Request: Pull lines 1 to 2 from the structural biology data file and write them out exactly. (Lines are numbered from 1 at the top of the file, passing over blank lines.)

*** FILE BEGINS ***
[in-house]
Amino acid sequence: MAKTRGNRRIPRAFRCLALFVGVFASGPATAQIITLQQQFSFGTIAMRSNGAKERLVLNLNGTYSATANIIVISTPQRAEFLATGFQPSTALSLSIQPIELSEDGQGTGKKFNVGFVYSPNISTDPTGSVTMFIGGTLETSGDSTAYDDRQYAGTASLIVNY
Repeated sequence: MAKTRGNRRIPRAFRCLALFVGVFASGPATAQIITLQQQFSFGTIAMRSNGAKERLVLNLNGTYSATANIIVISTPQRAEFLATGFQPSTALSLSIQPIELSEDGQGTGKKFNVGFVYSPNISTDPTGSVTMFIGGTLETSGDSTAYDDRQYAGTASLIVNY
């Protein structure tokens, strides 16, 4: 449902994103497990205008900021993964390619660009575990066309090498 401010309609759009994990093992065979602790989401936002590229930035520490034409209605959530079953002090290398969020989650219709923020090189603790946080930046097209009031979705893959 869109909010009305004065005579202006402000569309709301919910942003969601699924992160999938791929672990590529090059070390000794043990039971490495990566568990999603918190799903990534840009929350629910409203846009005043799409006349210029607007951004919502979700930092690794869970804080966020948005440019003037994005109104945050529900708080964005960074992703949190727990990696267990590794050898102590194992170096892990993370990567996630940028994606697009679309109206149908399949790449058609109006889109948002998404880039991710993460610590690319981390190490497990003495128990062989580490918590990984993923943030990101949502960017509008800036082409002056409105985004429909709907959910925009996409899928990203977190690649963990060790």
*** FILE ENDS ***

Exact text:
[in-house]
Amino acid sequence: MAKTRGNRRIPRAFRCLALFVGVFASGPATAQIITLQQQFSFGTIAMRSNGAKERLVLNLNGTYSATANIIVISTPQRAEFLATGFQPSTALSLSIQPIELSEDGQGTGKKFNVGFVYSPNISTDPTGSVTMFIGGTLETSGDSTAYDDRQYAGTASLIVNY